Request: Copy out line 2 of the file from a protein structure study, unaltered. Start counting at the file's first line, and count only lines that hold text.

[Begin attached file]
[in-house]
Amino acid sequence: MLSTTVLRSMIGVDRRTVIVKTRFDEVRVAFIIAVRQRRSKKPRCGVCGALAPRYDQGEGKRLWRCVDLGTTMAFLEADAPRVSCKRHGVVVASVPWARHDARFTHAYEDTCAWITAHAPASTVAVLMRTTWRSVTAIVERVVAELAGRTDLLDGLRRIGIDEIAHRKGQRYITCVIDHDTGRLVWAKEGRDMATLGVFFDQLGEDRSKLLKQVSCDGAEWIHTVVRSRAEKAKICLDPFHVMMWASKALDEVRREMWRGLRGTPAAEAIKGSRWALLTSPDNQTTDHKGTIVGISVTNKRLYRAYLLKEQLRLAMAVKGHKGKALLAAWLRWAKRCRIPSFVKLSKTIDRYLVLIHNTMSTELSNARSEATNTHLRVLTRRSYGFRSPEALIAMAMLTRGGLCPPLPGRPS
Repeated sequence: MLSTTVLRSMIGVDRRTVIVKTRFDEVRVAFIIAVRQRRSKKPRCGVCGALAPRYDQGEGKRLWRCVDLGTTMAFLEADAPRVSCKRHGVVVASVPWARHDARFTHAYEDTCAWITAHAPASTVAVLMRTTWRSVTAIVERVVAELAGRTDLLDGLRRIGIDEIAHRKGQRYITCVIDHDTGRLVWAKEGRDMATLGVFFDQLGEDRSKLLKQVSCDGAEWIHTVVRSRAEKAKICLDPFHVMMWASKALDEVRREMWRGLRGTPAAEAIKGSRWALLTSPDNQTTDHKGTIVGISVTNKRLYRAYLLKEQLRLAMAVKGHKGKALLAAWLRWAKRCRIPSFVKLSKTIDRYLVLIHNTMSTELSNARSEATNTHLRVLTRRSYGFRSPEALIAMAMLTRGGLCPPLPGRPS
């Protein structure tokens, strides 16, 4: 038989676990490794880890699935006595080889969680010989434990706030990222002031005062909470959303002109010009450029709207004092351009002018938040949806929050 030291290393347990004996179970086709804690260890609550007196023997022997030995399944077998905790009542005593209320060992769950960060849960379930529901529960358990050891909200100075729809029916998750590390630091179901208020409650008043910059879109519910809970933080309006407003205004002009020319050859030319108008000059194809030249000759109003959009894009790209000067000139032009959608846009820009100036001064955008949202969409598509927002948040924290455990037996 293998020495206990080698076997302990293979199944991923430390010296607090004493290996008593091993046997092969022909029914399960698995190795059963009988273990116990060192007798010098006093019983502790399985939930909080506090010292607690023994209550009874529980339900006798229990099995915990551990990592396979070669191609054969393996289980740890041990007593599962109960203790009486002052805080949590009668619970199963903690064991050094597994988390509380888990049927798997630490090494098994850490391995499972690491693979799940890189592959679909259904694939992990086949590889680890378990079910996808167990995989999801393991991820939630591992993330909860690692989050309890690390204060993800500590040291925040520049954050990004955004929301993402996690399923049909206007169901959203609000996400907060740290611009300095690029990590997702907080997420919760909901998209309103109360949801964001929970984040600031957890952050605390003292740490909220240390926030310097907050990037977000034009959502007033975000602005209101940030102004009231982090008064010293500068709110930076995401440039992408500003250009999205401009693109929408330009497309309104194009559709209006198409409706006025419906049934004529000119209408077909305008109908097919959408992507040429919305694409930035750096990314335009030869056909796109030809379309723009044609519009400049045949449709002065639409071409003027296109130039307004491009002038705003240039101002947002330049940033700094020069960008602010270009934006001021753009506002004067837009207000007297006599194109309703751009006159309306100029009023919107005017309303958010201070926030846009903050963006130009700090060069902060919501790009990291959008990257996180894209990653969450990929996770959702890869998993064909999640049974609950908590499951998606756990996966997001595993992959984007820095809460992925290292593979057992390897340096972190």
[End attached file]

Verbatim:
Amino acid sequence: MLSTTVLRSMIGVDRRTVIVKTRFDEVRVAFIIAVRQRRSKKPRCGVCGALAPRYDQGEGKRLWRCVDLGTTMAFLEADAPRVSCKRHGVVVASVPWARHDARFTHAYEDTCAWITAHAPASTVAVLMRTTWRSVTAIVERVVAELAGRTDLLDGLRRIGIDEIAHRKGQRYITCVIDHDTGRLVWAKEGRDMATLGVFFDQLGEDRSKLLKQVSCDGAEWIHTVVRSRAEKAKICLDPFHVMMWASKALDEVRREMWRGLRGTPAAEAIKGSRWALLTSPDNQTTDHKGTIVGISVTNKRLYRAYLLKEQLRLAMAVKGHKGKALLAAWLRWAKRCRIPSFVKLSKTIDRYLVLIHNTMSTELSNARSEATNTHLRVLTRRSYGFRSPEALIAMAMLTRGGLCPPLPGRPS